Session: Black Women Achieving PhDs (BAPs) (Society for Social Work and Research 24th Annual Conference - Reducing Racial and Economic Inequality)

227 Black Women Achieving PhDs (BAPs)

Saturday, January 18, 2020: 9:45 AM-11:15 AM
Monument, ML 4 (Marriott Marquis Washington DC)
Cluster: Research on Social Work Education (RSWE)
Sandra Jeter, MSW, University of Houston, Ashley Turnbull, M.Ed, Howard University, Kimberly Lawrence, MA, Virginia State University and Chinyere Eigege, MA, MSW, University of Houston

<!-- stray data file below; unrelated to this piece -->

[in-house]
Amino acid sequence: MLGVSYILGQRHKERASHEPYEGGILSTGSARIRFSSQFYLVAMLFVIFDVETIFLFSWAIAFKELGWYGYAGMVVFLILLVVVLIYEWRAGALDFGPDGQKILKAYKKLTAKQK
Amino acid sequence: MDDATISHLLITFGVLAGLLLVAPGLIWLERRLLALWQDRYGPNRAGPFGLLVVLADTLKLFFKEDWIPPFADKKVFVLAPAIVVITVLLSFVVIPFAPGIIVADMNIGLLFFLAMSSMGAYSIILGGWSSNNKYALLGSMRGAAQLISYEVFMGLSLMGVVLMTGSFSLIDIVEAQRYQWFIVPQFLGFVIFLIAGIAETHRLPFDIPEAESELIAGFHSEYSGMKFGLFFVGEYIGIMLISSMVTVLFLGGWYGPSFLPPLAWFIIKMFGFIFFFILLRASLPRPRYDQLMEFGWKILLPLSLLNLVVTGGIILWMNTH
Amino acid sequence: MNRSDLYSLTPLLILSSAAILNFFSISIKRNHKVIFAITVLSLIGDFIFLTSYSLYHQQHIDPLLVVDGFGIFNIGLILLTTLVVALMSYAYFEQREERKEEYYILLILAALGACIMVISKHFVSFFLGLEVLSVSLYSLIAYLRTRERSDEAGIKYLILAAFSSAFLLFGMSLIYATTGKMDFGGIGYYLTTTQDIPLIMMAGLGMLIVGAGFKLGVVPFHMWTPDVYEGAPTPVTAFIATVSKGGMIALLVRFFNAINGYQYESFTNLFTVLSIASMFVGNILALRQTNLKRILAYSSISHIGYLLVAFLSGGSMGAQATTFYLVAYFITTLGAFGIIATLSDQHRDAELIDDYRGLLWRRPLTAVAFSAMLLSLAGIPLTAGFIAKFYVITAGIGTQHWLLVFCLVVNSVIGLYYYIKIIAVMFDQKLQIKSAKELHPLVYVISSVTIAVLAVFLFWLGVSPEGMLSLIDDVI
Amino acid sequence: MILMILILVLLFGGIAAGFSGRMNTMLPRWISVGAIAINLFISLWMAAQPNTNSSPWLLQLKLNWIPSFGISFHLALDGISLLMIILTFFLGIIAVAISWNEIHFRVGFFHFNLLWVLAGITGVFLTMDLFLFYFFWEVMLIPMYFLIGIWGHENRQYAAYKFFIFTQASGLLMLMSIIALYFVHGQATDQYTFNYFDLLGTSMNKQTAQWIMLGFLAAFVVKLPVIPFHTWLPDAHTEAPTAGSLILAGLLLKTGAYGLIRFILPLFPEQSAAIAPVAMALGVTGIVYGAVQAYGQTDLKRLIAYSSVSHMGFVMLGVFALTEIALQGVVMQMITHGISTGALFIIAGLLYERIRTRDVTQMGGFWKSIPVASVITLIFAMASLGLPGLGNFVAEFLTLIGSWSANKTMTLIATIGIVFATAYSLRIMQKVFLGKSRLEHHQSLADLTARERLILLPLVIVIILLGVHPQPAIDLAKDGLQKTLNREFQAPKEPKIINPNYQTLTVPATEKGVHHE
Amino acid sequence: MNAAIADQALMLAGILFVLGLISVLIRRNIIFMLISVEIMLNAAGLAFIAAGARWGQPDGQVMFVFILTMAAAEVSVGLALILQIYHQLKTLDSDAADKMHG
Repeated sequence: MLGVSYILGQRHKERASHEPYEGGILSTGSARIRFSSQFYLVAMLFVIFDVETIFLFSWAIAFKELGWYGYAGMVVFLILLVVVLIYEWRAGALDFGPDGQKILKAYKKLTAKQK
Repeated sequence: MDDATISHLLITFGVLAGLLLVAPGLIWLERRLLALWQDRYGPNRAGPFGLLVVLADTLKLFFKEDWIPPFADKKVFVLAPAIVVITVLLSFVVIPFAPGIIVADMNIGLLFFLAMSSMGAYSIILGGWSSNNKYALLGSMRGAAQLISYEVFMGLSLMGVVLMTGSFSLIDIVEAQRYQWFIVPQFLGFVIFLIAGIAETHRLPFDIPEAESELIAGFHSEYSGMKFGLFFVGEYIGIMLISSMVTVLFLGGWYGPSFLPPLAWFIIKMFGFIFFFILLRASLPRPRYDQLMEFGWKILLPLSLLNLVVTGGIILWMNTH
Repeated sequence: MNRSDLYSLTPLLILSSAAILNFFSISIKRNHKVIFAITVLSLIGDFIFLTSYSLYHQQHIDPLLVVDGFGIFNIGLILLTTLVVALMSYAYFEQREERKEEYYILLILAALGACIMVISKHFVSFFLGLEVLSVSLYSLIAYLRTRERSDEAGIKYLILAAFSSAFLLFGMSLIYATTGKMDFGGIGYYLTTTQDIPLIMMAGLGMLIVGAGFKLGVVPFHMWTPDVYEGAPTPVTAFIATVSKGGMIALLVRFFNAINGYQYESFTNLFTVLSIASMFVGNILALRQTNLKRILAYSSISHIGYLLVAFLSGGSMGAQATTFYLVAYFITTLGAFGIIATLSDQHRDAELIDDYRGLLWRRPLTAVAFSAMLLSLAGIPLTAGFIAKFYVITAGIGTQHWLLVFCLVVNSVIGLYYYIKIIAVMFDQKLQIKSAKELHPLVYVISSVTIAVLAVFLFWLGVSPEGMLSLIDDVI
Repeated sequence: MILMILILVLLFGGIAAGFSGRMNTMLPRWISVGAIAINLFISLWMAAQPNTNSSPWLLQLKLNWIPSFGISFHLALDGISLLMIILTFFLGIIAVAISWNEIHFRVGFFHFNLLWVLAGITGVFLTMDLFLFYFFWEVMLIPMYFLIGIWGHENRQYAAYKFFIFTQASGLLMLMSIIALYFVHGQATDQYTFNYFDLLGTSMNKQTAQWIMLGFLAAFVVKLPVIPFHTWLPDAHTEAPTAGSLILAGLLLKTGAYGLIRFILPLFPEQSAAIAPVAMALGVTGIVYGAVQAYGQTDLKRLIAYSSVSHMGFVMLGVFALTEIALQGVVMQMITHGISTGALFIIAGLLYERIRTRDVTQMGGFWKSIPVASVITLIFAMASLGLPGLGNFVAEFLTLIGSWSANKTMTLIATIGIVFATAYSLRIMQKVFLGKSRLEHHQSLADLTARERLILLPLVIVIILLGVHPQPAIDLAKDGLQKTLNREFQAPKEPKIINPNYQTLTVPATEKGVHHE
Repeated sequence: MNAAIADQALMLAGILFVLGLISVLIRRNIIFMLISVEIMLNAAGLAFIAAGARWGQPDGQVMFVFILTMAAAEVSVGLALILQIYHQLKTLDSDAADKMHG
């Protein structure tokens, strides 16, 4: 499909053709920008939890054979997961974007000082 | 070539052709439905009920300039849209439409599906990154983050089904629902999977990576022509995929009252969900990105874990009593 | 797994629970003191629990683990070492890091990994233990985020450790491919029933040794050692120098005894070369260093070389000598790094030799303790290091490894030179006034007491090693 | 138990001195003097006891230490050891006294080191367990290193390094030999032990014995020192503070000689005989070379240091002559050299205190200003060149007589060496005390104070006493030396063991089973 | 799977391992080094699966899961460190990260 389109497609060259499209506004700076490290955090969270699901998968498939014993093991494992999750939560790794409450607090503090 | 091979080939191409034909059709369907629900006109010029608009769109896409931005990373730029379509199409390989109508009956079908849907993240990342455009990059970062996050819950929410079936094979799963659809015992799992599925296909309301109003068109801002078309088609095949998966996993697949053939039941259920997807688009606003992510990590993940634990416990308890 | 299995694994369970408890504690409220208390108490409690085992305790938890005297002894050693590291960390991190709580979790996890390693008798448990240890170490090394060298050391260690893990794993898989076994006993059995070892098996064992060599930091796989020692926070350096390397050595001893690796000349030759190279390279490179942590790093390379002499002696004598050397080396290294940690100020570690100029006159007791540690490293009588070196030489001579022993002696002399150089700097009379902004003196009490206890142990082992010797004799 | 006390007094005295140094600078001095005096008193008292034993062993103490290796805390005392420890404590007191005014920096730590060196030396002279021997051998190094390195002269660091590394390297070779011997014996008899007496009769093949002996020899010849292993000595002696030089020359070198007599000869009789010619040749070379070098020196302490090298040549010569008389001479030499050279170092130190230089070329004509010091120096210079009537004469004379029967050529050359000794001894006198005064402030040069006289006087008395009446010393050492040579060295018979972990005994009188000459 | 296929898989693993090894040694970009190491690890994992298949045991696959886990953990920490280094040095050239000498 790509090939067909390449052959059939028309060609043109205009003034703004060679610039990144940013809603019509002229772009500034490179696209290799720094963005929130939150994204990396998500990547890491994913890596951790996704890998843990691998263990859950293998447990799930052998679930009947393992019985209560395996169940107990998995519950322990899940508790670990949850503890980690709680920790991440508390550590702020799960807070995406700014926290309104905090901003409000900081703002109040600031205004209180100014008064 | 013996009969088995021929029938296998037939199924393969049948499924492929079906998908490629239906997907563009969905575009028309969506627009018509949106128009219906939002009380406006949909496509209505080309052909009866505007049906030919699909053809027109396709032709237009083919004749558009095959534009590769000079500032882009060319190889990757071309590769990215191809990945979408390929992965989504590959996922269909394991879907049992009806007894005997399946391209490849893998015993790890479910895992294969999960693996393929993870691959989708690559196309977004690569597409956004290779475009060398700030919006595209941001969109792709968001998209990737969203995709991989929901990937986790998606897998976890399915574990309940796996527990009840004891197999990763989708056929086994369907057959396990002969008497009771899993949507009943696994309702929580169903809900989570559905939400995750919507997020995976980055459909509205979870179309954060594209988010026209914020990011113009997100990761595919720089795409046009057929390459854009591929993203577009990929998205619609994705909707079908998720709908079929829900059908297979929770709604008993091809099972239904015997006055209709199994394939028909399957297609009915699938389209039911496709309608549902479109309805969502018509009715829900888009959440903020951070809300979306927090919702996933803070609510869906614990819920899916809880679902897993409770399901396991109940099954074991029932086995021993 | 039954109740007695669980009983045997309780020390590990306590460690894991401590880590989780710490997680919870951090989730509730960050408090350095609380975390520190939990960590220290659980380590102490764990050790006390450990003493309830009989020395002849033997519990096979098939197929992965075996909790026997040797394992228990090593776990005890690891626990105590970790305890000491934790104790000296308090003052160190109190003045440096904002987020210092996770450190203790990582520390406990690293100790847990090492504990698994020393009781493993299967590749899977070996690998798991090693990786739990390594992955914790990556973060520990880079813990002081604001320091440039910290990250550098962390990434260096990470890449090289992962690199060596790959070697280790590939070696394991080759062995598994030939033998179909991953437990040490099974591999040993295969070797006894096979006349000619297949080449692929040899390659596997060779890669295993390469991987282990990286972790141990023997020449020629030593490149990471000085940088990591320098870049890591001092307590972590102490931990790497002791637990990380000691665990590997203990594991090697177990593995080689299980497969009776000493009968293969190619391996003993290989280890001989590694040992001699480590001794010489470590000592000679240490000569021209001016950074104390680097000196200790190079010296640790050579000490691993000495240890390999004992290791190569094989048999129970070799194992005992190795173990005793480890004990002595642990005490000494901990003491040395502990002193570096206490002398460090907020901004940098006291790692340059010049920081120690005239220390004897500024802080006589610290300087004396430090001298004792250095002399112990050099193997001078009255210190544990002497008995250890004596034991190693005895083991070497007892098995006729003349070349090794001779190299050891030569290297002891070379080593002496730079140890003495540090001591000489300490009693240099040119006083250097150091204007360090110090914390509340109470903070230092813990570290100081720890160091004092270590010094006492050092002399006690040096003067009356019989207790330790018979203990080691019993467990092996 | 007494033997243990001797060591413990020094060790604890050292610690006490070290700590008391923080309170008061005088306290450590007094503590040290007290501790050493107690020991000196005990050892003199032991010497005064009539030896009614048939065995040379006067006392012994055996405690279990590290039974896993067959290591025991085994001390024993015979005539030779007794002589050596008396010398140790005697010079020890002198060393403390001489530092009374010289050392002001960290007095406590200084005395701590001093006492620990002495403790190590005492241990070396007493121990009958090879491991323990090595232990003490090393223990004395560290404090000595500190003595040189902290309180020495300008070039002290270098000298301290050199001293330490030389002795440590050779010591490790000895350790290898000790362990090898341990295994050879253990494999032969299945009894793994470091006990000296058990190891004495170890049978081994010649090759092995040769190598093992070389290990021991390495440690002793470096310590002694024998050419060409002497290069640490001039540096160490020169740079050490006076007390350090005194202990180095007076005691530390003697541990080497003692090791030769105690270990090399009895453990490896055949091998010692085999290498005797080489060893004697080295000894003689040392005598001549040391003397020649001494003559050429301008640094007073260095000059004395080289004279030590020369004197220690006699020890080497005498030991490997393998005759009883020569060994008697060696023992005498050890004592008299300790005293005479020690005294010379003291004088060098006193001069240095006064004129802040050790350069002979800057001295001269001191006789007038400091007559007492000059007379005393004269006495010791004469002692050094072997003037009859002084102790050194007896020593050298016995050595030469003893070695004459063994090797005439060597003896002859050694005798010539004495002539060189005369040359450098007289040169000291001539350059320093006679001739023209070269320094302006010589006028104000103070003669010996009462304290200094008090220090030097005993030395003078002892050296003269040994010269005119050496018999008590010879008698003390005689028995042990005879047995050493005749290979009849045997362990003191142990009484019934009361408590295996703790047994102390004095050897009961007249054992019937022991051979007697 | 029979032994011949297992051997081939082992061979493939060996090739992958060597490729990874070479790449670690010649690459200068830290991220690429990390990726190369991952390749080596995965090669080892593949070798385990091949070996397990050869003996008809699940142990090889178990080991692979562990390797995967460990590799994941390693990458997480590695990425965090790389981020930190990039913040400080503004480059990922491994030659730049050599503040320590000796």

Black women are underrepresented in doctoral programs and represent only 10% of the number of PhDs conferred in an academic year. Despite low completion rates, there is still a dearth of literature that explores protective factors and resiliency that promotes completion of PhD programs among Black women. This is particularly a disservice to the Social Work and Social Sciences fields, since Black women in these fields have been instrumental in starting the conversations about the marginalization and underrepresentation of people of color in research and academia. Scholars in the Social Work and Social Sciences fields have examined factors that put Black women more at risk of incompletion of PhD programs. These factors include financial hardships, racist ideologies, sexism, lack of diversity, psychosocial issues, and isolation. Although there is an abundance of research addressing these challenges for Black women in doctoral programs, there is a need for more literature to address the factors that promote successful completion of doctoral education for Black women, and in the words and through the lenses of Black women. A more nuanced understanding of the unique needs of Black women in doctoral programs is essential to creating and implementing thoughtful and meaningful approaches to supporting their successful completion. This interprofessional roundtable will allow thoughtful dialogue and will highlight the voices and understandings of Black women in various PhD programs, while focusing on the individual and systemic factors that can promote completion. One presenter will focus on psychosocial factors related to graduate student wellness (i.e. mental health during graduate school, staying healthy, productivity) as well as methods and activities that can promote both professional and personal growth and development within this population. Another presenter will focus on the ways intersecting identities hinder this population from financial liberation in society as a whole, and how this is perpetuated in academia, and ways to access financial assistance. A third presenter will focus on the unique experience that Black women in PhD programs face when attempting to overcome a form of the “superwoman” complex (struggling to juggle families, full time professional careers, and school, with little to no support from their programs in their non-academic endeavors). A final presenter will discuss the importance of creating spaces for Black women in doctoral programs that can be used to facilitate sisterhood, support, and growth through connecting over research and shared experiences. There are three goals for this roundtable: 1) to encourage collaborative discussion about shared experiences among Black female PhD students, 2) To provide Black women PhD students with the tools to advocate for their needs, and 3) to provide ways that PhD program directors, administrators, and mentors can engage and support Black women PhD students, that may increase retention and levels of inclusiveness.

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